HOKA Cielo X1 outsole
HOKA Cielo X1 full review

Conclusion – Does the HOKA Cielo X1 have enough to compete?

Alex: I’m really torn as I’m about to draft this conclusion. On the one hand the HOKA Cielo X1 brings a lot to the table. The geometry and ride experience will please a ton of runners. And a variety of them too. Most race day paces will work with this shoe, wider and higher feet will enjoy the fit, all types of footstrikes will appreciate the heel bevel and prolonged rocker.

At €275/$275, the price is high but in line with the competition. So what’s wrong then? For me the upper and fit experience kill this shoe’s chances to compete against the big boys of the top league. The Nike Alphafly 3 fits like a glove and weighs 50g less in my size. The Prime X 2 doesn’t have an ideal fit but it’s still better than the Cielo X1’s.  I can predict that this shoe will sell well and I can already see myself using it a lot for long runs with some marathon pace pickups. But I can also predict that should HOKA tweak a couple of things, then the best shoes in the market can start to worry. 


Ivan: I am as torn as Alex with this conclusion, but for most part for other reasons. Personally, I’m quite satisfied with the overall fit of the shoe. However, my primary concern lies with the weight added by the thick materials in the upper. While the fit offers a fair amount of spaciousness, I believe it balances well with the midsole, preventing the shoe from feeling excessively bottom-heavy. Nevertheless, I would have preferred both the upper and midsole slimmed down, aligning better with my biomechanics and preferences.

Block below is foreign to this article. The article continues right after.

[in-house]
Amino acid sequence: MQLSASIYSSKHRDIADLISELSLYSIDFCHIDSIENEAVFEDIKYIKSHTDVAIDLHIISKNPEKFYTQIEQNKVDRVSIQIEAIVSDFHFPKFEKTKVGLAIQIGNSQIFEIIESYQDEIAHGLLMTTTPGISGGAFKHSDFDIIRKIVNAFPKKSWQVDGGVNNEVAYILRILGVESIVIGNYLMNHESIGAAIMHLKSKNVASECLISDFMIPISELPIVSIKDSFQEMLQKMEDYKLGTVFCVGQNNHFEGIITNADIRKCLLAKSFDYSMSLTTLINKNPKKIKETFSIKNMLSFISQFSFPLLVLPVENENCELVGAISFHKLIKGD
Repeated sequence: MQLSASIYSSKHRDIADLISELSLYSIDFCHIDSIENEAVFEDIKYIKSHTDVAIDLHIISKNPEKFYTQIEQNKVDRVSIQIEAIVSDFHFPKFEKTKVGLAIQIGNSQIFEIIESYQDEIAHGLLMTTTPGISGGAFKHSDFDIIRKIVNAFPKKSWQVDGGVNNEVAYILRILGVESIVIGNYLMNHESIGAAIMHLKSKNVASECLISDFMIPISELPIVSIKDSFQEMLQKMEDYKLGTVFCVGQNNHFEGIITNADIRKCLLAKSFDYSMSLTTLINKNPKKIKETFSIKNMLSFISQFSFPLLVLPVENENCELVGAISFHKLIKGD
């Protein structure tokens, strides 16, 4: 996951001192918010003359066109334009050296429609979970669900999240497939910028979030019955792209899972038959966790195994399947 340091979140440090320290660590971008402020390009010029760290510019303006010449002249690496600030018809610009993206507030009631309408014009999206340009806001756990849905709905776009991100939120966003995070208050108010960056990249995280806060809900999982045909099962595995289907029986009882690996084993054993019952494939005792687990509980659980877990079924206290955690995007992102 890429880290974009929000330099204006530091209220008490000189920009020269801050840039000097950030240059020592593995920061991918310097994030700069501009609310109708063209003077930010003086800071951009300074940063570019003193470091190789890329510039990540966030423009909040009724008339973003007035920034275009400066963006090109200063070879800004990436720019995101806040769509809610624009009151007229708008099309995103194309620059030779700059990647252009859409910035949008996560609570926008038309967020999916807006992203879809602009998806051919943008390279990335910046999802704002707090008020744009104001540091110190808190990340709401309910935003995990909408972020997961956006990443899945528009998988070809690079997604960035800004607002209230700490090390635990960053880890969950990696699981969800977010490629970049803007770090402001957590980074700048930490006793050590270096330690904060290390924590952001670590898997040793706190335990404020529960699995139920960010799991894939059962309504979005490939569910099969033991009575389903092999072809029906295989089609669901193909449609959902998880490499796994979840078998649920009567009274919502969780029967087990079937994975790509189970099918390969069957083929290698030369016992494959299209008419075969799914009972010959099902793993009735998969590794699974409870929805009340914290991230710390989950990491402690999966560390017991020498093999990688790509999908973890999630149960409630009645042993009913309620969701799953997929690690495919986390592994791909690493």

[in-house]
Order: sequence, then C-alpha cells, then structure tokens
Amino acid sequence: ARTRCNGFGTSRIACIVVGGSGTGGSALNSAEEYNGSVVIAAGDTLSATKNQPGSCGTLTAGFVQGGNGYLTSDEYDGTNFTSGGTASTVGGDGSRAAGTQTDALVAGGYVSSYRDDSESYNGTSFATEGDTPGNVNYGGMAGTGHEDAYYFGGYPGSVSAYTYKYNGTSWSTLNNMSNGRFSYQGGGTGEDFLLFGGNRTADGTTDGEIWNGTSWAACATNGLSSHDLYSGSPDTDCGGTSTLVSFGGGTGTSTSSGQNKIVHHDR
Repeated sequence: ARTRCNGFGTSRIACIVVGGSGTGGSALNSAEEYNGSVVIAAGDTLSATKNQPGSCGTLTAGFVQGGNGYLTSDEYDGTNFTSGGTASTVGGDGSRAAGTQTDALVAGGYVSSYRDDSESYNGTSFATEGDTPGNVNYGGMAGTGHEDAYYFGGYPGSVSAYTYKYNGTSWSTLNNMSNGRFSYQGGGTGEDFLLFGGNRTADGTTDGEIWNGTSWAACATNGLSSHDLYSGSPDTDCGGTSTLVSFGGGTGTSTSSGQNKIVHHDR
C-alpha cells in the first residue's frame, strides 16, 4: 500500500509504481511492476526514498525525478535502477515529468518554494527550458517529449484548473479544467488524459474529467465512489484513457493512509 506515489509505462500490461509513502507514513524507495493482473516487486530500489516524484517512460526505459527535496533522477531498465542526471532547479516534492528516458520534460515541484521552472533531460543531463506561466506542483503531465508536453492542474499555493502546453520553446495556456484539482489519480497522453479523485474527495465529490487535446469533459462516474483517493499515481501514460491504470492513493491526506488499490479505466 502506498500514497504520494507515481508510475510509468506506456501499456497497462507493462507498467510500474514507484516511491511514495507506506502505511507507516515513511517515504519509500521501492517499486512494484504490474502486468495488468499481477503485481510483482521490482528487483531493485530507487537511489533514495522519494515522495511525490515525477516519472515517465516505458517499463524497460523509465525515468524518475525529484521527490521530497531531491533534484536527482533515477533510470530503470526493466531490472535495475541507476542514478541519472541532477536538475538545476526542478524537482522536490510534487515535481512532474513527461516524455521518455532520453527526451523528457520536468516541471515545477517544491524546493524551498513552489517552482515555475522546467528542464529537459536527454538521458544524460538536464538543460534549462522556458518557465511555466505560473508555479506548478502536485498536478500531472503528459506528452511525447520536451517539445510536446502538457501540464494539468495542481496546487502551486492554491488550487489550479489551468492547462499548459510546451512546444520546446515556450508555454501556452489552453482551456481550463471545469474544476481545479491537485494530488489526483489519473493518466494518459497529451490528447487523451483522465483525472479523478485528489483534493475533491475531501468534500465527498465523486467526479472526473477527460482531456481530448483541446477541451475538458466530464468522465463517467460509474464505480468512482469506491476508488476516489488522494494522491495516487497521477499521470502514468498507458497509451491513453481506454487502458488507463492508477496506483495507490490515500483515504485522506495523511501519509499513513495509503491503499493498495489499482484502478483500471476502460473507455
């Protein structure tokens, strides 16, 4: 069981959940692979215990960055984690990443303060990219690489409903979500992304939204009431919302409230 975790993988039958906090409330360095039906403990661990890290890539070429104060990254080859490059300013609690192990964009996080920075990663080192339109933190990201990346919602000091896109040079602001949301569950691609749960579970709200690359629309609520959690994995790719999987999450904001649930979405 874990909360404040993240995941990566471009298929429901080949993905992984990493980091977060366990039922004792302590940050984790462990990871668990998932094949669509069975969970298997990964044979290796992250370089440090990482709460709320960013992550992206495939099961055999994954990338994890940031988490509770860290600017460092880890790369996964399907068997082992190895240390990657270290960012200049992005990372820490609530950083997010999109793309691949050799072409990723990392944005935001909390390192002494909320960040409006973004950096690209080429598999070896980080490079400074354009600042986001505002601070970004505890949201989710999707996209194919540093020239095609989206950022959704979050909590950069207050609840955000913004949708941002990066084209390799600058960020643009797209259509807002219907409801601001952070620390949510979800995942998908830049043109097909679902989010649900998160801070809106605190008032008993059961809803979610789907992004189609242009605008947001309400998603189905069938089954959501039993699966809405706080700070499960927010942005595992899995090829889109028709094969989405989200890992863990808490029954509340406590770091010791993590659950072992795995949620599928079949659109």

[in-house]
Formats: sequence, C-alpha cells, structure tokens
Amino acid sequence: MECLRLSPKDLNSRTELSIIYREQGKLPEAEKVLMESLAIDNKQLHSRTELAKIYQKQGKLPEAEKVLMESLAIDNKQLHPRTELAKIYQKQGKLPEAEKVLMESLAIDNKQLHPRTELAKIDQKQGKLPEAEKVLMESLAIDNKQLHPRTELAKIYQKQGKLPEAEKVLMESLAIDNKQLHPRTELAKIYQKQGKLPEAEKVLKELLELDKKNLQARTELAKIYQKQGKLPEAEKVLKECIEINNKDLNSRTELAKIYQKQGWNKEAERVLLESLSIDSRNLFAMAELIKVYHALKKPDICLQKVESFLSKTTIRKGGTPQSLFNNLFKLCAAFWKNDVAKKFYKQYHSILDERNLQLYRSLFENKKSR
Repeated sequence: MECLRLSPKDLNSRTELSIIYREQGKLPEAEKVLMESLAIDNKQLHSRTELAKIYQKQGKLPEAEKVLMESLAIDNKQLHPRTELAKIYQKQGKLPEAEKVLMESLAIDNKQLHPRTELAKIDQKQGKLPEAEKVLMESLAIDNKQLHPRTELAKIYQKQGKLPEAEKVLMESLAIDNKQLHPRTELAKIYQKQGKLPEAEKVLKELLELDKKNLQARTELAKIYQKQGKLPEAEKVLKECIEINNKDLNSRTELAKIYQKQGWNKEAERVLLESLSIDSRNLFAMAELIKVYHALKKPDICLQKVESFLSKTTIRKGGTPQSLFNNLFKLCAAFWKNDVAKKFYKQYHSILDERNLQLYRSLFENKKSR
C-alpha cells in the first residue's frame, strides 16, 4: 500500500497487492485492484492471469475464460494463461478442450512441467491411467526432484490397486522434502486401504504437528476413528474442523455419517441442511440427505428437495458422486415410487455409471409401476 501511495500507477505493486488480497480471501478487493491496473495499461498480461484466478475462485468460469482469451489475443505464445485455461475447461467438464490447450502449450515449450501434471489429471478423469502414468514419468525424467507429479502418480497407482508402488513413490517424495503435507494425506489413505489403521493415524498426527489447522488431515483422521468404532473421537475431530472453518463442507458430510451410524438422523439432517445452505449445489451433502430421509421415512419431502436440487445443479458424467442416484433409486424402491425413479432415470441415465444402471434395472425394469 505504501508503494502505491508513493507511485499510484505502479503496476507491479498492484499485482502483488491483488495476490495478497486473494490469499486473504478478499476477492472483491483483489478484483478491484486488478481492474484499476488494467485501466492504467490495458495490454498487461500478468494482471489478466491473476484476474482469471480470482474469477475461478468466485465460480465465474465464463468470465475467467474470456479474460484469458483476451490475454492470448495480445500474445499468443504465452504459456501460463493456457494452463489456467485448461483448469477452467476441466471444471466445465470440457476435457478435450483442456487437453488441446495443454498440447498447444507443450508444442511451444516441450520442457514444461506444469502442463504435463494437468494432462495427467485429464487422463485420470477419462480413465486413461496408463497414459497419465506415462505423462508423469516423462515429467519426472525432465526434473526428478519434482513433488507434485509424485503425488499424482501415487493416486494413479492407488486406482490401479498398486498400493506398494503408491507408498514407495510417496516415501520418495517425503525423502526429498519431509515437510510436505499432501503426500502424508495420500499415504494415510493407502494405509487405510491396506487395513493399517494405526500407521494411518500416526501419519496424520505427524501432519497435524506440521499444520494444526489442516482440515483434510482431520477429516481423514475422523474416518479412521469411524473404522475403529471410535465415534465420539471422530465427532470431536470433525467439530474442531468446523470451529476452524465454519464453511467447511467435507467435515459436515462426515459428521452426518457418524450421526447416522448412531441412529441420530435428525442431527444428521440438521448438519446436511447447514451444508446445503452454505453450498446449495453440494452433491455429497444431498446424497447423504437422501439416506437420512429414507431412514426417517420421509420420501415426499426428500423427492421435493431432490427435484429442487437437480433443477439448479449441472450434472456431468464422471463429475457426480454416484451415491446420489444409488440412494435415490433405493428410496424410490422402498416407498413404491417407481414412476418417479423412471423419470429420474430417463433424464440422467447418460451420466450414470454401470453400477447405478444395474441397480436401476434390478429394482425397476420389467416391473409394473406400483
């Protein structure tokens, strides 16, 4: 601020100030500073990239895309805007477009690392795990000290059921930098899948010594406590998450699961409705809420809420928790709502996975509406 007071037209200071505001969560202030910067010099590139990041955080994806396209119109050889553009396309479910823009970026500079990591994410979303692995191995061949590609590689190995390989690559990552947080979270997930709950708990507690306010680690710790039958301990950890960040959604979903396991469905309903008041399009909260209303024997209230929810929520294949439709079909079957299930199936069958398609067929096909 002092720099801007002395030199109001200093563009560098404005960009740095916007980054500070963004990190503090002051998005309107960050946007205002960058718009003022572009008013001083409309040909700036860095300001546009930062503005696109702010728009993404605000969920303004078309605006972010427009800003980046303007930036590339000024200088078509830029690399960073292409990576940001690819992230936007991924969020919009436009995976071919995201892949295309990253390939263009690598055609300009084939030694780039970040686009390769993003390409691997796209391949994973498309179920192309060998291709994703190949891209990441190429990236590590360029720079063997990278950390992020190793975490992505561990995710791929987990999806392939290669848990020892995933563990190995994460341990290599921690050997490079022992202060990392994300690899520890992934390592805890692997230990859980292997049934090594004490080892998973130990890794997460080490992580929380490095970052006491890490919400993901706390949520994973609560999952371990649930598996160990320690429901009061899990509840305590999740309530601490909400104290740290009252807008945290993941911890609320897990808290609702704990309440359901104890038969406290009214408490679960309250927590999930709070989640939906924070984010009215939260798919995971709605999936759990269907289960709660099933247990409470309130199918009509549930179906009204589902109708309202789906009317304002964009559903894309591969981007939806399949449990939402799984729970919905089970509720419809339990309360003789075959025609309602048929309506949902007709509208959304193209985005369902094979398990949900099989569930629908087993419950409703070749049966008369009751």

That said, I can see how the deep cushioning, rocker geometry, and broad platform would cater to more powerful runners, providing an enjoyable and protective experience on race day.



48 years old

180cm (5’9″) – 63kg (138lbs)

Midfoot striker – Cadence runner

Mild pronator


Alex Filitti Meta Circle


29 years old

183cm (6′) – 68kg (148lbs)

Mid/Forefoot striker – Stride runner

Moderate pronator